Out of curiosity, are we allowed to enroll in 5 courses in a semester, considering that they expect us to give our time for our TA duties?
Very conveniently, the physics department doesn't have labs during the week that it gives preliminary exams. Since I didn't study for the exams, this was very convenient. I really believe that most prelim studying is a waste of time. What people should practice is math. If you can do calculus and algebra, and know the outlines of physics, you can probably pass the prelims. On the other hand, if you know all of physics, but make too many algebra mistakes, you can very easily fail these exams. (Same thing applies to the PGRE.)
From what I've heard, I got good marks from the student evaluations. There could be a number of reasons for this. For one thing, I always had their labs graded "on time", that is, a few days after they turned them in. I believe that it's not uncommon for grad students to get several weeks behind in this. And I grade one problem at a time so that I know I've given the same grade for equivalent work. Also, since I'm older, I believe the students argue less with me.
I made sure that the students did their lab work in the lab. This is department policy but is not well enforced. So in most labs students rewrite their lab notebook and turn in these incredibly polished reports. I do not allow this. The result is that they waste less time on labs outside of class.
Our labs follow the pedagogical theory of David Hestenes (you might know him from the Force Concept Inventory). This guy is my hero and I teach classes according to his theory. Most TAs give a 15-30 minute talk before the lab on the physics. I believe that 15 minutes is too long to keep their attention, and 27 is too large an audience for optimal. So I give them a 2 minute talk and get them started. Then I walk around the room and give talks on physics to 3 to 6 students at a time. This way it's much easier for them to ask questions. And the whole class doesn't have to wait for the slowest listener. I break the talks into 5 minute chunks and so I have to go around 3 to 5 times to get it across.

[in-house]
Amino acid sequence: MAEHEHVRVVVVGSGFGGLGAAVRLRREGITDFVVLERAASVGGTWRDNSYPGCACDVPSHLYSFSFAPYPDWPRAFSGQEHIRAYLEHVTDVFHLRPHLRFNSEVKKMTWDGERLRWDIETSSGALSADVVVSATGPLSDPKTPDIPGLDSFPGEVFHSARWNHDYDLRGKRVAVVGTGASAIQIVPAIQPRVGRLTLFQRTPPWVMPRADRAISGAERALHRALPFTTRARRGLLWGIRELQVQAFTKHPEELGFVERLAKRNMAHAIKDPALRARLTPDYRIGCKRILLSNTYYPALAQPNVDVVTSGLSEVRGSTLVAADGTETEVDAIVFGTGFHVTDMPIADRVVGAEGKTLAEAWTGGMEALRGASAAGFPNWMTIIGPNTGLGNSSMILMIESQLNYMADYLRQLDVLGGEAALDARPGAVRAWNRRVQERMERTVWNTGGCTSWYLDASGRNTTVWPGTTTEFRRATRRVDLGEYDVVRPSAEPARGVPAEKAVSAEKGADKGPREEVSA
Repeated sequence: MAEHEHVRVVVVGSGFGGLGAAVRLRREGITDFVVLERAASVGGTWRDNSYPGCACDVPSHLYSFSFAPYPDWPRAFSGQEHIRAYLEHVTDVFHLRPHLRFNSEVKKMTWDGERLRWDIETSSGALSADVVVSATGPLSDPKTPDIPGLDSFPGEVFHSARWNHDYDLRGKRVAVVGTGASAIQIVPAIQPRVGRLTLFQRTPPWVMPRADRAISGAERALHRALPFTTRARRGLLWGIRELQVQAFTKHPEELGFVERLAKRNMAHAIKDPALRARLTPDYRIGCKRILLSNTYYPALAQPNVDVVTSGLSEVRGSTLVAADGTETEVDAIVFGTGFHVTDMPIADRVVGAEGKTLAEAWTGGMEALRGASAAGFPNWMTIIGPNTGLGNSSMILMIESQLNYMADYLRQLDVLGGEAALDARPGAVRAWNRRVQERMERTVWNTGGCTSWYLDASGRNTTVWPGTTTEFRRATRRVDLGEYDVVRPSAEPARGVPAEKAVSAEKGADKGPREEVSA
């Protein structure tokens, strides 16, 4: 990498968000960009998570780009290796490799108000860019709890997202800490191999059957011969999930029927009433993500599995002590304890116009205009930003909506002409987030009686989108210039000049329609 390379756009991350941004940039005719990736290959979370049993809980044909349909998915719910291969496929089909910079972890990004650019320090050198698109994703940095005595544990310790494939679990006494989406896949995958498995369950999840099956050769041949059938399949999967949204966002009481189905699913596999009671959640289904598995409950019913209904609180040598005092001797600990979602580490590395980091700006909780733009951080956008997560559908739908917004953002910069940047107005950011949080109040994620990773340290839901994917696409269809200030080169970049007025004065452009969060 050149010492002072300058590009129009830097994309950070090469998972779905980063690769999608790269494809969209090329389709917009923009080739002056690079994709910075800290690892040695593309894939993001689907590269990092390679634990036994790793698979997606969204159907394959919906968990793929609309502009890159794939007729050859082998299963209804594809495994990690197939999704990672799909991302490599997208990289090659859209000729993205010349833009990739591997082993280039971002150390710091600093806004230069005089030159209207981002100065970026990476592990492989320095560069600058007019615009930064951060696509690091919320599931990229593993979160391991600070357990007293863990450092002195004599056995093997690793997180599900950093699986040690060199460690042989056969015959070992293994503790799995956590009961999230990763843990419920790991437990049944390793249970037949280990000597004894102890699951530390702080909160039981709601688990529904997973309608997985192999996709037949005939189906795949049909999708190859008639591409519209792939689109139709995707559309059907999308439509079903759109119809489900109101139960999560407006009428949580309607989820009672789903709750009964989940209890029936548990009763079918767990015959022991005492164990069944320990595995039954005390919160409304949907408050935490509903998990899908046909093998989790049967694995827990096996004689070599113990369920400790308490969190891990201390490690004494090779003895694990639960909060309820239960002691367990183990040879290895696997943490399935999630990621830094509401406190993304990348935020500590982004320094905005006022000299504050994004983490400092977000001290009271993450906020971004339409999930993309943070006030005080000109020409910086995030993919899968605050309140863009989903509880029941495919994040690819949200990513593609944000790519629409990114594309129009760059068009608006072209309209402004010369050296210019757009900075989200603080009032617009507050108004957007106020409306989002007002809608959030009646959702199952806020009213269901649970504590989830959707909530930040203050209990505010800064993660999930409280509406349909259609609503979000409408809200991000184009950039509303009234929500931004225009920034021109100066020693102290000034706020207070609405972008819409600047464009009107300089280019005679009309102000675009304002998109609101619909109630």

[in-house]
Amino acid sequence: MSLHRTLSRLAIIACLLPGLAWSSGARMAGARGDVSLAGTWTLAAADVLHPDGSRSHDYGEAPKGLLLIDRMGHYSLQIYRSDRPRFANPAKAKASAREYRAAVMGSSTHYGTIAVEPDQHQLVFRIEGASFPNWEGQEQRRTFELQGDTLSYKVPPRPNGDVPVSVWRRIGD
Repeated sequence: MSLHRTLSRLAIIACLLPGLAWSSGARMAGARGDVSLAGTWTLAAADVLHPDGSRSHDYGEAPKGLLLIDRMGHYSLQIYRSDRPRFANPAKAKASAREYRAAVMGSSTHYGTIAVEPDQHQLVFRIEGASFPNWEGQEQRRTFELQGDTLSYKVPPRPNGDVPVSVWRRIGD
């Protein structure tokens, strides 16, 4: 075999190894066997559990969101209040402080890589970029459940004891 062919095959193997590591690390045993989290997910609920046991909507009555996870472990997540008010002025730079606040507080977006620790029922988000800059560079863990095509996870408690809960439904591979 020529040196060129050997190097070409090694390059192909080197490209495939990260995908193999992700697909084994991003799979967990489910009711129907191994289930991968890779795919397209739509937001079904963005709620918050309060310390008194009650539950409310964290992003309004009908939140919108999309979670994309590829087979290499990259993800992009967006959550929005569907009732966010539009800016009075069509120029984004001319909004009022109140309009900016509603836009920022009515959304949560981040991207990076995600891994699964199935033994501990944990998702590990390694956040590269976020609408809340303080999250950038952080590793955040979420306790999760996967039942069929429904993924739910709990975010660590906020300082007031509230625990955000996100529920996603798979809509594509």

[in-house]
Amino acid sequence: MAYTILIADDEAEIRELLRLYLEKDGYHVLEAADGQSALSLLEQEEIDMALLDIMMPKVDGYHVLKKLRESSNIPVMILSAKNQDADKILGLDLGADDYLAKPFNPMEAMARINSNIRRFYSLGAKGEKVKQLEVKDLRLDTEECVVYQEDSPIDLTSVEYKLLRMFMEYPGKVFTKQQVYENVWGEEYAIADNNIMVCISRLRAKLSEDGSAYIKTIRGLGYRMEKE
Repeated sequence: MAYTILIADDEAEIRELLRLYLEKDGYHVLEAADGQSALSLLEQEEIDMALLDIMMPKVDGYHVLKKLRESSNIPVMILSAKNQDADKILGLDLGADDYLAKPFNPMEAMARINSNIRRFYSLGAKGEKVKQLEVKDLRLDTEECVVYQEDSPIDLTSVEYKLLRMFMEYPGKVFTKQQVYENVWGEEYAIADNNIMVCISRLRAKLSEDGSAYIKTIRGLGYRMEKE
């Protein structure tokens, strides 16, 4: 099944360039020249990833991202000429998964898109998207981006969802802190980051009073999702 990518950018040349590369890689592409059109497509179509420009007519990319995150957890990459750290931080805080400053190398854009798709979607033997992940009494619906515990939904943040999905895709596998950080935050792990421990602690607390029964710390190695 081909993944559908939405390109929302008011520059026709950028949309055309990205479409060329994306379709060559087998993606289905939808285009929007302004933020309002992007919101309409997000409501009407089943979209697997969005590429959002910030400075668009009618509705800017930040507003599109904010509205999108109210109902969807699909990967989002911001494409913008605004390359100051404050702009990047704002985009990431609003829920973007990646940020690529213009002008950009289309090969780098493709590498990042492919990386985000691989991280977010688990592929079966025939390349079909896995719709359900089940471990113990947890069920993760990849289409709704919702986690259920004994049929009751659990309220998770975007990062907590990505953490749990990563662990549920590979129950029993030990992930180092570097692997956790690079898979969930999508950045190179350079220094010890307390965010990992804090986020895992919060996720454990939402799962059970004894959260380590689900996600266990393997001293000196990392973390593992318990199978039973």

And I require that the teams work together to answer the questions of the lab. I do this by assigning grades according to the worst answer a member of the team turns in. You'd be surprised at how efficiently this will make your better students work at teaching their team members. The idea is that learning is done best in very small groups (but not alone).
Another thing I did was to assign extra work in the labs in the form of competitions. These were an experiment to see if it would increase the interest in the labs. Our labs are broken into 9 groups of three students each The groups change members each week. I renamed the groups "teams" and created a competition. Sometimes this was just making part of their lab more obviously competitive than was stated, and other times I added an extra stage to their labs. For example, when doing the "freefall" lab, each team had a target and three tries to hit it. These seem to have been well received. But to set them up, I had to do extra work outside of class (i.e. preparing unknown masses, etc.).
So overall, the department doesn't have any problems with how I've handled my teaching duties. (Probably the biggest problem I've caused would be the messy desk, but they actually haven't complained about it yet.)
And I believe that teaching is partially vaudeville and try to make things entertaining. Typical demonstration:
"This week's lab is about oscillation and resonance. You will be causing a spring-mass system to resonate. A great example of resonance is chalk squeaking. I've gotten old enough I can't hear it any more, but I used to be able to squeak quite effectively, when I needed to attract the attention of the students." [Takes chalk and squeaks it across the whole board and back. Student's faces writhe in horror. They never imagined that a squeak could be that loud nor last that long.] [Instructor grabs jaw.] "Wow! That must have worked; I think I've knocked out one of my fillings. Anyway, as usual I'll be talking to you in groups, let's begin!"